(iii) Suspension or revocation against CHAs operating on ‘C’ form intimation basis:

5.1. CHALR, 2004 provide a facility for the CHAs who have been issued a license from a particular customs station to operate under Form ‘C’ intimation at another customs station. In case of such CHAs, who are found to have violated any provision of the CHALR, 2004 at any customs station, it is clarified that the suspension action against CHA’s operations may be taken by the Commissioner of Customs at the station who issued the CHA license and such action would either be limited to a particular customs station where a violation has been noticed or action against the CHA in general, applicable at all customs stations where the CHA operates, depending upon the gravity and seriousness of the violation.  Where the CHA licence is suspended, all ‘G’ and ‘H’ cards issued in respect of that licence would become non-operational.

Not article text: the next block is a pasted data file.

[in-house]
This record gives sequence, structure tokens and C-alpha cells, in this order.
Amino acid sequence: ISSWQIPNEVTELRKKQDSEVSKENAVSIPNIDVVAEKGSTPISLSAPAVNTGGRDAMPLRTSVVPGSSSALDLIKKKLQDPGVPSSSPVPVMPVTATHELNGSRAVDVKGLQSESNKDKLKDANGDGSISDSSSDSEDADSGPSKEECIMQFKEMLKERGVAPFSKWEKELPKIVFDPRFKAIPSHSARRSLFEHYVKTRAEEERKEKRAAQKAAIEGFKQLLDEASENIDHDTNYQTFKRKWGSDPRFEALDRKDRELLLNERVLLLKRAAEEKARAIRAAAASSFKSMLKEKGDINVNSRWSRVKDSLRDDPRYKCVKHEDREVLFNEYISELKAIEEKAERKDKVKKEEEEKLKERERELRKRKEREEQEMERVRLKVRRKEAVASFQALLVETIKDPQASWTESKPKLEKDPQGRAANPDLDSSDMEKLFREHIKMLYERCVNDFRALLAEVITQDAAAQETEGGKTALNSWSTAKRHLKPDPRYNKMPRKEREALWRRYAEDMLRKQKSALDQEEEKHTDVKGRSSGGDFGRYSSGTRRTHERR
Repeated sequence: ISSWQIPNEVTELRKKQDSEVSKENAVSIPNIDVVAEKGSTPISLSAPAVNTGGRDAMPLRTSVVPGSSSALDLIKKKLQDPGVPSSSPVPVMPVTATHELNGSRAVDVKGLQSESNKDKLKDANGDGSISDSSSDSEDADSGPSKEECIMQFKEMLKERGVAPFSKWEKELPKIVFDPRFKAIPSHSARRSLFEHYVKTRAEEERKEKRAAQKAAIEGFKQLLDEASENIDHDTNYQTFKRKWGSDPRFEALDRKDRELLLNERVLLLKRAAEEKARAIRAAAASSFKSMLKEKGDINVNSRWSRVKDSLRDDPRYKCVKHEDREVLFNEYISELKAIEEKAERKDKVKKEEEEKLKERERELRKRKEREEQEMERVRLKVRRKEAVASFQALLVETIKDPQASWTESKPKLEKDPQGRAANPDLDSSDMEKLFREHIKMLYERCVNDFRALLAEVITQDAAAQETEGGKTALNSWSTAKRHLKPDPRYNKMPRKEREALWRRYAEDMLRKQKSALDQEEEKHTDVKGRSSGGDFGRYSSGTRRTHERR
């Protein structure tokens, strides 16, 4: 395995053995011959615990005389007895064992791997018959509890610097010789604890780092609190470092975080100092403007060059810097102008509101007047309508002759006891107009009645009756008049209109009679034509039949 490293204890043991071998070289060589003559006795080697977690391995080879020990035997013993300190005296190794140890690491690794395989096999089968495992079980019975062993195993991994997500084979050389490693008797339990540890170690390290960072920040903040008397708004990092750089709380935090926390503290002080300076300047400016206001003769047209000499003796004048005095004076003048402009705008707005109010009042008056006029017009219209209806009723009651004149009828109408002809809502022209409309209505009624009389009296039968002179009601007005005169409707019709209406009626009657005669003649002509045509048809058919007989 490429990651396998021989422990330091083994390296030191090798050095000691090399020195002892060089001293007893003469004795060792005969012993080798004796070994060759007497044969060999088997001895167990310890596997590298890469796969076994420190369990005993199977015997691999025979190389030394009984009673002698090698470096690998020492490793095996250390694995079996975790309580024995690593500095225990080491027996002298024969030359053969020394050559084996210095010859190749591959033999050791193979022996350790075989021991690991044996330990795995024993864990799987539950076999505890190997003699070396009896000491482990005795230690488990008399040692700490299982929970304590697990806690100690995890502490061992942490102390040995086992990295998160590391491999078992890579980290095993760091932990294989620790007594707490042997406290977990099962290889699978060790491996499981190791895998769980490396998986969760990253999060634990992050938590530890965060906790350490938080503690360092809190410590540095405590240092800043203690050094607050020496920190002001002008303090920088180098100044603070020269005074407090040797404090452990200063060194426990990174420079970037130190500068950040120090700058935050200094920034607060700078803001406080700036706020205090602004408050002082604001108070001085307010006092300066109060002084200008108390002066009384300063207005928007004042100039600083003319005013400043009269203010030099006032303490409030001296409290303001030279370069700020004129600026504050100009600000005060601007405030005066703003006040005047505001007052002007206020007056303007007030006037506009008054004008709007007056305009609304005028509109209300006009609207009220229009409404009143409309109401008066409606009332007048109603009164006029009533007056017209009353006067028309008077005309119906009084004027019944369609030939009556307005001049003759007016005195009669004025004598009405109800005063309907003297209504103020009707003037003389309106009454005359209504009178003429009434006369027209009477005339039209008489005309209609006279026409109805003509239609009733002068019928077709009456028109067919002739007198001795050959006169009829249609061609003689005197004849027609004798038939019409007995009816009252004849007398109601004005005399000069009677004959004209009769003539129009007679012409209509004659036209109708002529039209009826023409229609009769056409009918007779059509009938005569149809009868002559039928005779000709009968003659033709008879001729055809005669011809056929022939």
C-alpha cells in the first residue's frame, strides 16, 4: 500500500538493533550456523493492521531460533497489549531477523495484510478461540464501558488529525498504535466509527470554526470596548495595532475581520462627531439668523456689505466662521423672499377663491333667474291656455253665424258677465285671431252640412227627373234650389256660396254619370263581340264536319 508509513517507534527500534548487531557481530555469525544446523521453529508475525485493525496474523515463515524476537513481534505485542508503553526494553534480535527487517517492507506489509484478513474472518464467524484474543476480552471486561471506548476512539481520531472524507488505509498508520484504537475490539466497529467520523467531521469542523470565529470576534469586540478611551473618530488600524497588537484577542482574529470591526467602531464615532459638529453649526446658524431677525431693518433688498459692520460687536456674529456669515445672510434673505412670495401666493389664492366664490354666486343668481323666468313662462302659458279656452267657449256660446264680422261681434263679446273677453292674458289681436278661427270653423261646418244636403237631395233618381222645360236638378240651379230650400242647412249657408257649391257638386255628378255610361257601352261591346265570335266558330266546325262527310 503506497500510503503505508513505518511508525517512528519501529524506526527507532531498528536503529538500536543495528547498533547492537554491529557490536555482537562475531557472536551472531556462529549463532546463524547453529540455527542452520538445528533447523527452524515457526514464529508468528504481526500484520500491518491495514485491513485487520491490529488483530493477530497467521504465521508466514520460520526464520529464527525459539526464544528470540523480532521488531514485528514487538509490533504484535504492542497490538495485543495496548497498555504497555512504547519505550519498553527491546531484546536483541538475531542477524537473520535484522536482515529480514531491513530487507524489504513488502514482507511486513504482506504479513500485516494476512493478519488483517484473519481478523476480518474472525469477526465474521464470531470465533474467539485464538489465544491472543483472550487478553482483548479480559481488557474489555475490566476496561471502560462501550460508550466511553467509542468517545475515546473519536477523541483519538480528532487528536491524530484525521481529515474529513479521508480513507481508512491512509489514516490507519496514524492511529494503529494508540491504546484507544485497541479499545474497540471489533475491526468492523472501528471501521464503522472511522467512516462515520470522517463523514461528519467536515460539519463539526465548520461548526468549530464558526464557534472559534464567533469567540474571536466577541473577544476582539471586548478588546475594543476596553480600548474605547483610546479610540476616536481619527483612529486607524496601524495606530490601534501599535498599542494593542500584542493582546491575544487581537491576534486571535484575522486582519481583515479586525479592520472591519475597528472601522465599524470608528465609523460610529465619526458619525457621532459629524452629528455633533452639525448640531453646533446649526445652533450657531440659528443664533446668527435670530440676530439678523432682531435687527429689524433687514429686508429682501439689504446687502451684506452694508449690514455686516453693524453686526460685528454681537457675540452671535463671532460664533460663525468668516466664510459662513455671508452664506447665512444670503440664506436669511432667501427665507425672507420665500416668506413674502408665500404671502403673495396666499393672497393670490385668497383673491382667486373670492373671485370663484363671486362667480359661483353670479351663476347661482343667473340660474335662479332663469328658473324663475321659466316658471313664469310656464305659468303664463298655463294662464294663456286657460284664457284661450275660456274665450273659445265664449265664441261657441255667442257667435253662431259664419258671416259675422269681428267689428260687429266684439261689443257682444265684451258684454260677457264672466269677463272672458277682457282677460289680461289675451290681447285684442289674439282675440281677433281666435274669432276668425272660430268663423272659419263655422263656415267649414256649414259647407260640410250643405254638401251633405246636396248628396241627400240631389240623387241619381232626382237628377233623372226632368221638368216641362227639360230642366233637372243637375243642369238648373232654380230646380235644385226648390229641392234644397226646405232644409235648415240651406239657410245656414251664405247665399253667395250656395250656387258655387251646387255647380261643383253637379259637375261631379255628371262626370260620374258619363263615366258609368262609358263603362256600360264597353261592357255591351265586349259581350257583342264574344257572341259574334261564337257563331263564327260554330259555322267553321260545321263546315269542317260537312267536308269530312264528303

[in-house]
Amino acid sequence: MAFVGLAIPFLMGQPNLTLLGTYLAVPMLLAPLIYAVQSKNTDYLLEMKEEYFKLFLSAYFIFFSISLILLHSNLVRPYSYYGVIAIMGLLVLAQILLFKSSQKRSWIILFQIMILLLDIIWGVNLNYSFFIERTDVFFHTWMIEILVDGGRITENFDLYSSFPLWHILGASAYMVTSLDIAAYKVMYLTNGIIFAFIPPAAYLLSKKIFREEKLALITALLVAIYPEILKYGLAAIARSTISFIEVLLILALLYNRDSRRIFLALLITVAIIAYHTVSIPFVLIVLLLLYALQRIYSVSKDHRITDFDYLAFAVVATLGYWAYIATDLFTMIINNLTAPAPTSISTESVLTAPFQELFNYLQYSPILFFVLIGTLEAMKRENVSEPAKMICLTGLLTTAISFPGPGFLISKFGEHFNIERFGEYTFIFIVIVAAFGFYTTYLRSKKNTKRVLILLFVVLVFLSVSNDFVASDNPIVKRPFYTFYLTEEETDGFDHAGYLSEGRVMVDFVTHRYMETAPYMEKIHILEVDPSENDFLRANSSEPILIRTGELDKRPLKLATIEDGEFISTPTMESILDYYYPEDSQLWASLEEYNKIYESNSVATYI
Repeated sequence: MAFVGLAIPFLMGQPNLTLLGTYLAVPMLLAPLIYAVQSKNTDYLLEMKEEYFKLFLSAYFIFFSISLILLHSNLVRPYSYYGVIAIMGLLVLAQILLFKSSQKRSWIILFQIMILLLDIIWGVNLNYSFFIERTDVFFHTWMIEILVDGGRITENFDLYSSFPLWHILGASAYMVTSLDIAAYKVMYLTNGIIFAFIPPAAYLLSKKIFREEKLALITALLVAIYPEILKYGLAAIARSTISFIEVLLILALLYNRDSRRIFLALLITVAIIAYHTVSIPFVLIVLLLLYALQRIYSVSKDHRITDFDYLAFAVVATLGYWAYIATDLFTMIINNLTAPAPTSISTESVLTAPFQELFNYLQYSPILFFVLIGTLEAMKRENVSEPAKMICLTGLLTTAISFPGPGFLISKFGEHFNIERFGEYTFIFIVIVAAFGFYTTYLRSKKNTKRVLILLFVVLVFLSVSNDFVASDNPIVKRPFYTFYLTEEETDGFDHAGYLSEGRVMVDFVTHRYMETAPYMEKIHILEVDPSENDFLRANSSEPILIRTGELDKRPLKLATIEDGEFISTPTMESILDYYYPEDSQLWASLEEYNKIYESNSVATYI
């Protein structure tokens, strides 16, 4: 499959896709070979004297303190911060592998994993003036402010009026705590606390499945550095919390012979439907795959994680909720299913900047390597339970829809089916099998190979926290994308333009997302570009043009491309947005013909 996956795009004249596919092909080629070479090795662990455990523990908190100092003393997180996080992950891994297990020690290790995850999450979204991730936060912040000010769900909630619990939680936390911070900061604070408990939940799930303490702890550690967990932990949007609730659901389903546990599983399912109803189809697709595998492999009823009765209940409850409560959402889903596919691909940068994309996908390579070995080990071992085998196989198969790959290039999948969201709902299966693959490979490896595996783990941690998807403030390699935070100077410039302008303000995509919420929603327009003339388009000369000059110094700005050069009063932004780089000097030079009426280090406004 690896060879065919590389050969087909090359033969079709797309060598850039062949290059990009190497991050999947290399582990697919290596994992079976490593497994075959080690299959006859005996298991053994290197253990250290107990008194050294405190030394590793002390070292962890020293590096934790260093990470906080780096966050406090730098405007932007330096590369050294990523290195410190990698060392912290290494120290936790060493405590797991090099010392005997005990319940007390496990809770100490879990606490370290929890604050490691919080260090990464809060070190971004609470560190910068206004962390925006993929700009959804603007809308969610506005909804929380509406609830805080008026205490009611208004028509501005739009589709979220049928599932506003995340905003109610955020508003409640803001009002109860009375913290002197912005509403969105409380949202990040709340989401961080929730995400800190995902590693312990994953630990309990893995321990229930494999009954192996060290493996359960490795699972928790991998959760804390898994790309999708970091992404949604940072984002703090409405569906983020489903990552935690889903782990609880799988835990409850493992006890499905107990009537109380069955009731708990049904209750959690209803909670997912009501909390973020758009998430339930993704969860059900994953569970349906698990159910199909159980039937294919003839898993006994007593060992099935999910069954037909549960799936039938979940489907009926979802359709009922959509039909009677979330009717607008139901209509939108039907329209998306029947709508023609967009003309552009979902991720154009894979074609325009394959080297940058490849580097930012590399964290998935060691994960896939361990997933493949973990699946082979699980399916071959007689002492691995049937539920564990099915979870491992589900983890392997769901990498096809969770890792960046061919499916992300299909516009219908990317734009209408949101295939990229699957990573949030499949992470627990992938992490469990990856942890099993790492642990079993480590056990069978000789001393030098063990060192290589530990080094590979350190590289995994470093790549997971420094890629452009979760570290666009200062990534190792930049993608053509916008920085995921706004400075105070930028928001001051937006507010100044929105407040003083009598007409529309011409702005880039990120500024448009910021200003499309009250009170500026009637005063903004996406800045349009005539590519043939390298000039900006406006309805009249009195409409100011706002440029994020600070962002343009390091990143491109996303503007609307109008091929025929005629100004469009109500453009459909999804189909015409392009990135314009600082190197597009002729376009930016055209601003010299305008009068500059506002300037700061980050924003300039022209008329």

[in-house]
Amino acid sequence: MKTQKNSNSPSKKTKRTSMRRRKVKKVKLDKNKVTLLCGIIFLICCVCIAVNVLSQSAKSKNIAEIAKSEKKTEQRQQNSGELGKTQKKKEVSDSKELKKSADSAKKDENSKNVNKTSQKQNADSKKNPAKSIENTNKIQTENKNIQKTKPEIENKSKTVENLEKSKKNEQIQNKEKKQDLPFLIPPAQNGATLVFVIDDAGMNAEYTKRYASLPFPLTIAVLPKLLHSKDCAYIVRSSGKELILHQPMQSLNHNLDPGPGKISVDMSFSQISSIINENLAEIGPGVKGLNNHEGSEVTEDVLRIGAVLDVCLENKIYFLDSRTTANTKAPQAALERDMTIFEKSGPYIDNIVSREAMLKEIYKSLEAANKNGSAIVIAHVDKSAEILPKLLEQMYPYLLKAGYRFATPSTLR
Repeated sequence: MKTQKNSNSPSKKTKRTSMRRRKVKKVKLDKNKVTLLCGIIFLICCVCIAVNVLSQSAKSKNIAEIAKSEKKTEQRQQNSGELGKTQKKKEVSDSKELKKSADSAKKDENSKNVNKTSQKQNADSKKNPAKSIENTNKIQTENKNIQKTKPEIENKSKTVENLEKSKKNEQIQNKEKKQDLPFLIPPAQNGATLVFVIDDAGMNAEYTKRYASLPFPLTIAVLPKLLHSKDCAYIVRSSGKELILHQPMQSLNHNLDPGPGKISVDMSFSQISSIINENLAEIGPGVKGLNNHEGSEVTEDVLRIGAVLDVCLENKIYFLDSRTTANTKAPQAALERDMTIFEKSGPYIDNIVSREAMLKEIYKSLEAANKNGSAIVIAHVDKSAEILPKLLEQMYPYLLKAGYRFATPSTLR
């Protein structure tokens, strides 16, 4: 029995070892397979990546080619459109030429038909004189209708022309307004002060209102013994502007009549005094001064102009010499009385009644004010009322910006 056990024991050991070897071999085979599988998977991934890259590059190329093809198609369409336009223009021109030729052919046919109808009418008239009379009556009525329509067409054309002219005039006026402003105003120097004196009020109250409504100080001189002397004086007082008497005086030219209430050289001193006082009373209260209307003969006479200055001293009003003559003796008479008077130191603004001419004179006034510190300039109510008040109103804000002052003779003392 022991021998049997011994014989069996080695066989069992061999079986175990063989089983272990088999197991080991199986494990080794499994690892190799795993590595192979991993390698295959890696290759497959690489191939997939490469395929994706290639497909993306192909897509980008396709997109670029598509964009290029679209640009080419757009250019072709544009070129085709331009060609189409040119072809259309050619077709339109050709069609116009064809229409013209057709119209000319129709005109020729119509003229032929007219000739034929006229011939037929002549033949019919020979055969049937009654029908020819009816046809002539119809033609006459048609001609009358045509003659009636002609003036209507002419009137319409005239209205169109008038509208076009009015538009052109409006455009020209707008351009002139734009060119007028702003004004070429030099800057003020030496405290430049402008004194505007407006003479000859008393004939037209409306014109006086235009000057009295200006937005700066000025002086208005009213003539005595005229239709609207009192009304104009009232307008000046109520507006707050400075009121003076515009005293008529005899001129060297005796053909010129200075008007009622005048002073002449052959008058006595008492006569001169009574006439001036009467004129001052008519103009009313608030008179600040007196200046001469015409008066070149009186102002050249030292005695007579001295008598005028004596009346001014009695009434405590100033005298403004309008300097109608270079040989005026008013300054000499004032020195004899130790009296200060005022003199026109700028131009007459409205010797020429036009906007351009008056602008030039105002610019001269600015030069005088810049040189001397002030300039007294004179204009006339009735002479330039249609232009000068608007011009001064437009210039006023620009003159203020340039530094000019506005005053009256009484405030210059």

5.2. Further, it is also clarified that the Commissioner of Customs at a customs station who had authorised a CHA to operate on ‘C’ form intimation, should inform the details of violations to the Commissioner of Customs at the customs station from where the CHA licence was issued for such CHA, so that necessary action for suspension or revocation of CHA licence, could be initiated by him. This would avoid duplication and ensure uniformity in adjudication of a case against a CHA in suspension or revocation proceedings by the Customs field formations. However, the Commissioner of Customs, who had authorised a CHA to operate on ‘C’ form intimation at a customs station, may take action in deserving cases under regulation 21 of CHALR, 2004 for prohibiting the working of such defaulting CHA in any section of the Custom House/Customs Station.

(iv) Know Your Customs (KYC) norms for identification of clients by CHAs: